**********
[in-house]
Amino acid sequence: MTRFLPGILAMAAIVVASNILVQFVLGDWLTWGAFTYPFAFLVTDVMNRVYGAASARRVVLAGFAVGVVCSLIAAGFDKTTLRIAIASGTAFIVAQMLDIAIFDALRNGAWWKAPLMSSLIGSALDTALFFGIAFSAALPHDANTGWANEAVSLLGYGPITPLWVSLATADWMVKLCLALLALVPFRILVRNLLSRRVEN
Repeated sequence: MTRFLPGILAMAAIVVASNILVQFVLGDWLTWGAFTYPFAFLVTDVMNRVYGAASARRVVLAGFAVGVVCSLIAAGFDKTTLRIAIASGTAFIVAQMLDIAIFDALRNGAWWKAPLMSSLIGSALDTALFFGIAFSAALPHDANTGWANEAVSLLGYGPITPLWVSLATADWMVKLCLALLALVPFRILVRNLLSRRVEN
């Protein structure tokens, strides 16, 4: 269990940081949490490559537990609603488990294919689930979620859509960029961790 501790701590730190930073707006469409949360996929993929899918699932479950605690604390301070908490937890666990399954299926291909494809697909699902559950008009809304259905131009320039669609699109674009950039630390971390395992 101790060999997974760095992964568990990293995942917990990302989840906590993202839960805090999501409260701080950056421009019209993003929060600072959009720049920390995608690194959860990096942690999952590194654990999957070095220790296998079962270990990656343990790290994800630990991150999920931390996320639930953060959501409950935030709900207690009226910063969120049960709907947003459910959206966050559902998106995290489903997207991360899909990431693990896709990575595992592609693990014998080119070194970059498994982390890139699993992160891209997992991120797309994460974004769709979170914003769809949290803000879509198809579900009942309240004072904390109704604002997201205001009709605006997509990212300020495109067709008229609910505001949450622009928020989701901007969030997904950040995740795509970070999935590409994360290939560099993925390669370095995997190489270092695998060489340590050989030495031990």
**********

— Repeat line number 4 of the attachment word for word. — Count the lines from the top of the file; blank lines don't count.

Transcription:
């Protein structure tokens, strides 16, 4: 269990940081949490490559537990609603488990294919689930979620859509960029961790 501790701590730190930073707006469409949360996929993929899918699932479950605690604390301070908490937890666990399954299926291909494809697909699902559950008009809304259905131009320039669609699109674009950039630390971390395992 101790060999997974760095992964568990990293995942917990990302989840906590993202839960805090999501409260701080950056421009019209993003929060600072959009720049920390995608690194959860990096942690999952590194654990999957070095220790296998079962270990990656343990790290994800630990991150999920931390996320639930953060959501409950935030709900207690009226910063969120049960709907947003459910959206966050559902998106995290489903997207991360899909990431693990896709990575595992592609693990014998080119070194970059498994982390890139699993992160891209997992991120797309994460974004769709979170914003769809949290803000879509198809579900009942309240004072904390109704604002997201205001009709605006997509990212300020495109067709008229609910505001949450622009928020989701901007969030997904950040995740795509970070999935590409994360290939560099993925390669370095995997190489270092695998060489340590050989030495031990």